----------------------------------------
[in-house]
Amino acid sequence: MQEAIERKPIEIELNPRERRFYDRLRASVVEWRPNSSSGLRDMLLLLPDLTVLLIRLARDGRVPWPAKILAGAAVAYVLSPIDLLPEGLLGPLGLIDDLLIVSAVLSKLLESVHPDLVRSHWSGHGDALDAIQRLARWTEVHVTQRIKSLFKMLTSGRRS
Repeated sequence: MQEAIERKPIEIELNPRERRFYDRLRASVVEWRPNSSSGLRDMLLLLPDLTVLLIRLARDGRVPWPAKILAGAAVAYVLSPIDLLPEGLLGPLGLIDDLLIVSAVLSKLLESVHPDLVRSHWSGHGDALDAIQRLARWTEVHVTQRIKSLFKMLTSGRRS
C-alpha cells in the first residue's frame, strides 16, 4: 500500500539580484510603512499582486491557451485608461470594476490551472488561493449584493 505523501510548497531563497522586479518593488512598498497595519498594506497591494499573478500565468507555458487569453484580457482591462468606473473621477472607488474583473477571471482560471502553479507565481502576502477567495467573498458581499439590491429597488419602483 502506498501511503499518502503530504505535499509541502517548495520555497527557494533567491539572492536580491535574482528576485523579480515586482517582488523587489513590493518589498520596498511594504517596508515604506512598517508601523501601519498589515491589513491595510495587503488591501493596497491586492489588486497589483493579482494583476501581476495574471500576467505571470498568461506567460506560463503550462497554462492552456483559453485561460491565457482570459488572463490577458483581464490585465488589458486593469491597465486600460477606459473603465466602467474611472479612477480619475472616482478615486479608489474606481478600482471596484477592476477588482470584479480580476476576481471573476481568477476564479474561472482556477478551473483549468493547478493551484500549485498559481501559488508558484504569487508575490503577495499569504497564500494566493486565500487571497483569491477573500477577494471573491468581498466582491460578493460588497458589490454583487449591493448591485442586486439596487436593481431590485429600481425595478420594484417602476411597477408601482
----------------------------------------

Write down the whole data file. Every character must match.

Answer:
[in-house]
Amino acid sequence: MQEAIERKPIEIELNPRERRFYDRLRASVVEWRPNSSSGLRDMLLLLPDLTVLLIRLARDGRVPWPAKILAGAAVAYVLSPIDLLPEGLLGPLGLIDDLLIVSAVLSKLLESVHPDLVRSHWSGHGDALDAIQRLARWTEVHVTQRIKSLFKMLTSGRRS
Repeated sequence: MQEAIERKPIEIELNPRERRFYDRLRASVVEWRPNSSSGLRDMLLLLPDLTVLLIRLARDGRVPWPAKILAGAAVAYVLSPIDLLPEGLLGPLGLIDDLLIVSAVLSKLLESVHPDLVRSHWSGHGDALDAIQRLARWTEVHVTQRIKSLFKMLTSGRRS
C-alpha cells in the first residue's frame, strides 16, 4: 500500500539580484510603512499582486491557451485608461470594476490551472488561493449584493 505523501510548497531563497522586479518593488512598498497595519498594506497591494499573478500565468507555458487569453484580457482591462468606473473621477472607488474583473477571471482560471502553479507565481502576502477567495467573498458581499439590491429597488419602483 502506498501511503499518502503530504505535499509541502517548495520555497527557494533567491539572492536580491535574482528576485523579480515586482517582488523587489513590493518589498520596498511594504517596508515604506512598517508601523501601519498589515491589513491595510495587503488591501493596497491586492489588486497589483493579482494583476501581476495574471500576467505571470498568461506567460506560463503550462497554462492552456483559453485561460491565457482570459488572463490577458483581464490585465488589458486593469491597465486600460477606459473603465466602467474611472479612477480619475472616482478615486479608489474606481478600482471596484477592476477588482470584479480580476476576481471573476481568477476564479474561472482556477478551473483549468493547478493551484500549485498559481501559488508558484504569487508575490503577495499569504497564500494566493486565500487571497483569491477573500477577494471573491468581498466582491460578493460588497458589490454583487449591493448591485442586486439596487436593481431590485429600481425595478420594484417602476411597477408601482